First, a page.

Observation 24845: Macrolepiota Singer
When: 2009-08-31
Collection location: Georgia, USA [Click for map]
No herbarium specimen

Notes: YUM!!! Found 5 of these yesterday, ate them all…hehehe.

Proposed Names

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Eye3 = Observer’s choice
Eyes3 = Current consensus

Comments

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Macrolepiota procera is a European species with a white spore print
By: else
2009-09-02 19:53:36 BST (+0100)

The name ‘procera’ is one of the most misapplied names in lepiotology – it has been applied to every big scaly Macrolepiota in all parts of the world, but in fact is restricted to Europe. How far east its distribution goes is unknown at this time.
The species (plural) in eastern North America are still nameless.
Big, showy, edible, and nameless.
Green spore prints are as far as i know restricted to Chlorophyllum. Some Macrolepiota species can have a pinkish to pink spore print.

weiliiiiiii
By: Irene Andersson (irenea)
2009-09-02 19:17:37 BST (+0100)

Where does Michael Kuo say procera it’s not a european name?
As far as I know, the name procera was created by Scopoli, who described species from his surroundings (Austria by that time – Slovenia today) in “Flora carniolica”.

Is it a European name?
By: AmatoxinApocalypse (AmatoxinApocalypse)
2009-09-02 18:30:03 BST (+0100)
Common problem
By: walt sturgeon (Mycowalt)
2009-09-02 01:04:19 BST (+0100)

Giving a European name to an American species.

My earlier comment
By: Paul Derbyshire (Twizzler)
2009-09-01 08:09:38 BST (+0100)

was in response to:

“I have been told by a reliable source that a heavy spore print of our American Parasol is actually greenish!”

Independently of whether this observation is or is not of the American Parasol, regarding which I have no opinion at this time.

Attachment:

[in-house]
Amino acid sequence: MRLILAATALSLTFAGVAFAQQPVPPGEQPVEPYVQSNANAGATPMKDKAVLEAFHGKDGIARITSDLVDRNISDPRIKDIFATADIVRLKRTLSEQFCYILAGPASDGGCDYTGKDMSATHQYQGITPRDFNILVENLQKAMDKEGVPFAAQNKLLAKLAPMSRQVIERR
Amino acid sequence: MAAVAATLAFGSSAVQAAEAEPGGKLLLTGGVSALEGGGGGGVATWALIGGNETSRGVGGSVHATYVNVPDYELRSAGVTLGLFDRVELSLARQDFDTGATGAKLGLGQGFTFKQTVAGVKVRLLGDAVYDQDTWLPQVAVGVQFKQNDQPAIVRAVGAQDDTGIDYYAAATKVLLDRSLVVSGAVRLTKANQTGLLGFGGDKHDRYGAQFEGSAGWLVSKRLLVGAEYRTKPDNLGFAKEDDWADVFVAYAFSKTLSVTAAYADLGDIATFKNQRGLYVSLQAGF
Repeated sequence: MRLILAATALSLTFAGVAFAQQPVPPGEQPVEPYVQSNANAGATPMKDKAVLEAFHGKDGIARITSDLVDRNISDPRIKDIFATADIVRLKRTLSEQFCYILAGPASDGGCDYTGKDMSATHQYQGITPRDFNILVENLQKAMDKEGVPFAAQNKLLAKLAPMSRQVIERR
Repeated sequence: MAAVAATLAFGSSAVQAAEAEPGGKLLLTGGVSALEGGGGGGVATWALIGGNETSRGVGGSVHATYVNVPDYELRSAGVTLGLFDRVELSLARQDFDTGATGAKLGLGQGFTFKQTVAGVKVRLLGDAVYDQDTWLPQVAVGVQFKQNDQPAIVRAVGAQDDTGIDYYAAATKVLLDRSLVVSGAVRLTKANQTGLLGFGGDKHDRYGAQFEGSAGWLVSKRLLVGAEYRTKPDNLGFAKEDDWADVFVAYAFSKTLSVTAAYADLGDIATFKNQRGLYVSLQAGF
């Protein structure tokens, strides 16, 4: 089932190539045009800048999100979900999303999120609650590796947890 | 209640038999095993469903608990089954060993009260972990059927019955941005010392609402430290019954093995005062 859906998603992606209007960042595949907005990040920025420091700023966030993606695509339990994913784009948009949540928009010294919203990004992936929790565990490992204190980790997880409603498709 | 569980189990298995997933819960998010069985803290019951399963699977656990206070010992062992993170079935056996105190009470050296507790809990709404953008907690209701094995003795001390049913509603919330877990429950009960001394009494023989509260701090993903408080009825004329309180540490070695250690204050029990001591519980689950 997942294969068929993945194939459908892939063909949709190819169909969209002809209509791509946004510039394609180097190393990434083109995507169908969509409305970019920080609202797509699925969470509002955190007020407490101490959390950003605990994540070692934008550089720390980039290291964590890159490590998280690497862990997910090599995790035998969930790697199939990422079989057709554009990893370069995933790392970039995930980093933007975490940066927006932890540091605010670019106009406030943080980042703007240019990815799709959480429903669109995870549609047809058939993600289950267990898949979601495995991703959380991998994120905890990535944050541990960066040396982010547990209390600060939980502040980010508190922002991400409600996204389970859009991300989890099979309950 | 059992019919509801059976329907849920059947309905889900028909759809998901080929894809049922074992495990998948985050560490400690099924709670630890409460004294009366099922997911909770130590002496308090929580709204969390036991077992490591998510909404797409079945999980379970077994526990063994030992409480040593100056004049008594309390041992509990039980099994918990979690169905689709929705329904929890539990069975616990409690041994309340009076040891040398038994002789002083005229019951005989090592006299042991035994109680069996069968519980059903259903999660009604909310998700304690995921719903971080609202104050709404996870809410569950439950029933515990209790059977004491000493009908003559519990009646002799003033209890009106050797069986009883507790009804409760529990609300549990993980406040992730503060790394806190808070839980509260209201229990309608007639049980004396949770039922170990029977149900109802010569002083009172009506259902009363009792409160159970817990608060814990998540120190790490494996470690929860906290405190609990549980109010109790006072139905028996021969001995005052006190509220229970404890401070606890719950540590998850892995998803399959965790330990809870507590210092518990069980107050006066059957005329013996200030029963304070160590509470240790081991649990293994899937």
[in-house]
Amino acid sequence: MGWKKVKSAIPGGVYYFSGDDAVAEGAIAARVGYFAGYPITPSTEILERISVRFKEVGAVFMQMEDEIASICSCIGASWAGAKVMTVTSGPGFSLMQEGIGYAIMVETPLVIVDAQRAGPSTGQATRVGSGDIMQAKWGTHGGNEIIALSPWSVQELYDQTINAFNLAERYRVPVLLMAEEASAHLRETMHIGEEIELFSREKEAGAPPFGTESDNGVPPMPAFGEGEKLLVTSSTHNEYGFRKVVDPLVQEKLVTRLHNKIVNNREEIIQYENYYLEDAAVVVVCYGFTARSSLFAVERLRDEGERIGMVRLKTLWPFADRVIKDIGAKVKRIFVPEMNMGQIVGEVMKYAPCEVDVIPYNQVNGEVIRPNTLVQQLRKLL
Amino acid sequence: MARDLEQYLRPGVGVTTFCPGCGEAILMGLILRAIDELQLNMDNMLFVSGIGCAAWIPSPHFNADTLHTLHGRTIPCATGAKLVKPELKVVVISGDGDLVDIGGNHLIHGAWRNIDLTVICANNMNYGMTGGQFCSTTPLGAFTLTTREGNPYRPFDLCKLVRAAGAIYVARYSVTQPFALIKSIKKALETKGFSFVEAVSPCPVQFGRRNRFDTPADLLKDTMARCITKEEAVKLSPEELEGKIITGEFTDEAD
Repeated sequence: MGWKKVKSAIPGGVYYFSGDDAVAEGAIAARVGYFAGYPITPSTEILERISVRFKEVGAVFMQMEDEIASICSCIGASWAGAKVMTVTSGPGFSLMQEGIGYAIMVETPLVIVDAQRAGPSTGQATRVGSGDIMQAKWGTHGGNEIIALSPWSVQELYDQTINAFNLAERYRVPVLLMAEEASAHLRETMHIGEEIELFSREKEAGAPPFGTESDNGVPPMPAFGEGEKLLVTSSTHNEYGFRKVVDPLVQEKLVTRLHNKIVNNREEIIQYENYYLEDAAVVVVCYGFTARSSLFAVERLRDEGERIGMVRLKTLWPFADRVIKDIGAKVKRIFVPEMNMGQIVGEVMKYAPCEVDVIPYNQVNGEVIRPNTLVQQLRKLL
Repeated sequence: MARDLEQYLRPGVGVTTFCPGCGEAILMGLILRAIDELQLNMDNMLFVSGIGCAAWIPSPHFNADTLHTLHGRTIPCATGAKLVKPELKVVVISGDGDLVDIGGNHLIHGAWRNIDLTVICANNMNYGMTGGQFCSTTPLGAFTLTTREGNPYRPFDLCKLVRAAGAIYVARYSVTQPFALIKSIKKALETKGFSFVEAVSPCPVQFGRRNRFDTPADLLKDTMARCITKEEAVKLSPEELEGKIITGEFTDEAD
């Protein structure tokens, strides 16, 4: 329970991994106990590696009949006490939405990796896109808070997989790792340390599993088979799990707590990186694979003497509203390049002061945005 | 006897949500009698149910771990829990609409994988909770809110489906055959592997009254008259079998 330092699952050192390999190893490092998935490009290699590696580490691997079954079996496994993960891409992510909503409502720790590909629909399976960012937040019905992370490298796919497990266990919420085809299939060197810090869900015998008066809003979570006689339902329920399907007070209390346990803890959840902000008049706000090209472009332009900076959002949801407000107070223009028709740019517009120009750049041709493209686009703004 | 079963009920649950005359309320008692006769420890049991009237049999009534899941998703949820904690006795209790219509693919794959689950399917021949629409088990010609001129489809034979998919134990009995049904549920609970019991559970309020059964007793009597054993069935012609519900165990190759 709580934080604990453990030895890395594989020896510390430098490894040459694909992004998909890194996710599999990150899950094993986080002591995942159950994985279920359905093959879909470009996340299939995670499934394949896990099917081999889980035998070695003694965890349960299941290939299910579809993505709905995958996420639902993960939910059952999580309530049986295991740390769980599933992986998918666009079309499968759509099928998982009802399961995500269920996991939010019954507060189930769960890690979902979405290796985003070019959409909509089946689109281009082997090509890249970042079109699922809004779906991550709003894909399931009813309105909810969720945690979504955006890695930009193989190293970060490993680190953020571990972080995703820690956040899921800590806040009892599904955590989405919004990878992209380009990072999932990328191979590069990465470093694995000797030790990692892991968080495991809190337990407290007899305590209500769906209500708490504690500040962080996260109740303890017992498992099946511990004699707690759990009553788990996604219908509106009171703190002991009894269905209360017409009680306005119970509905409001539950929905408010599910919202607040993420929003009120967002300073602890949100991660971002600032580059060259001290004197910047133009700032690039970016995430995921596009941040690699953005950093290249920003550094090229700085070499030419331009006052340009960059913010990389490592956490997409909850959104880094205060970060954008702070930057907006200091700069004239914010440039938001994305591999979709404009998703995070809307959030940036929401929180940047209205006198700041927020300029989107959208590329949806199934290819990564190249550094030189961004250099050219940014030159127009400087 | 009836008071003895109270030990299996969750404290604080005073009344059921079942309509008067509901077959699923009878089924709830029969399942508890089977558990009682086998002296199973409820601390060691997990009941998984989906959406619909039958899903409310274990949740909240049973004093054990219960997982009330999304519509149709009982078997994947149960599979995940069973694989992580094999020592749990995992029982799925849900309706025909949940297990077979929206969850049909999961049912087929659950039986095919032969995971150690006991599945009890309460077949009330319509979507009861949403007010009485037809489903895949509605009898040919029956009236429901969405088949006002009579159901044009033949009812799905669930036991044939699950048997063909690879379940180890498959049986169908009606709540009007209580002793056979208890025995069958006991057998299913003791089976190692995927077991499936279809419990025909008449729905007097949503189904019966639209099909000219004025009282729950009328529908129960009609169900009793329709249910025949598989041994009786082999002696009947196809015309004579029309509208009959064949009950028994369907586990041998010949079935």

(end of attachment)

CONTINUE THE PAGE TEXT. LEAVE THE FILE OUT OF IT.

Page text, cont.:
C. rhacodes
By: Irene Andersson (irenea)
2009-09-01 07:32:23 BST (+0100)

was my first impression from the first two pictures, but there are other reddening species too. When I look at the added third picture, I’m pretty sure it’s something else.
I can see that this one is much smaller and more slender than procera, the shape reminding more of Macrolepiota mastoidea, but not the cap surface really. So I don’t have anything to propose here.

If you are right about procera, it has to be a very particular american variety that doesn’t occur in Europe..

spore print
By: AmatoxinApocalypse (AmatoxinApocalypse)
2009-09-01 04:43:11 BST (+0100)

spore print on this one was white, just like the other four I found that day.

they were growing alone, scattered throughout the forest.

I used mushroom experts page to make sure of the species, M. procera was the only one that fit.

Is it OK to post this link?

http://www.mushroomexpert.com/macrolepiota_procera.html

Also the stipe was very long, another feature that points to M. procera.

C. rhacodes in my experience has a thicker stipe, ive never seen it with such a long slender one like on these.

The other four specimens did not show any reddening, just this one which was nibbled on by slugs.

Doesn’t that point to …
By: Paul Derbyshire (Twizzler)
2009-09-01 02:27:33 BST (+0100)
American Macrolepiota
By: walt sturgeon (Mycowalt)
2009-09-01 00:26:20 BST (+0100)

Irene, We have called our common species procera (it’s not) and other names like gracilenta. I have been told by a reliable source that a heavy spore print of our American Parasol is actually greenish!

Doesn’t look like procera at all
By: Irene Andersson (irenea)
2009-08-31 22:41:51 BST (+0100)

Reddening – and no darker pattern on the stem.

Created: 2009-08-31 15:58:21 BST (+0100)
Last modified: 2014-03-16 21:25:42 GMT (+0000)
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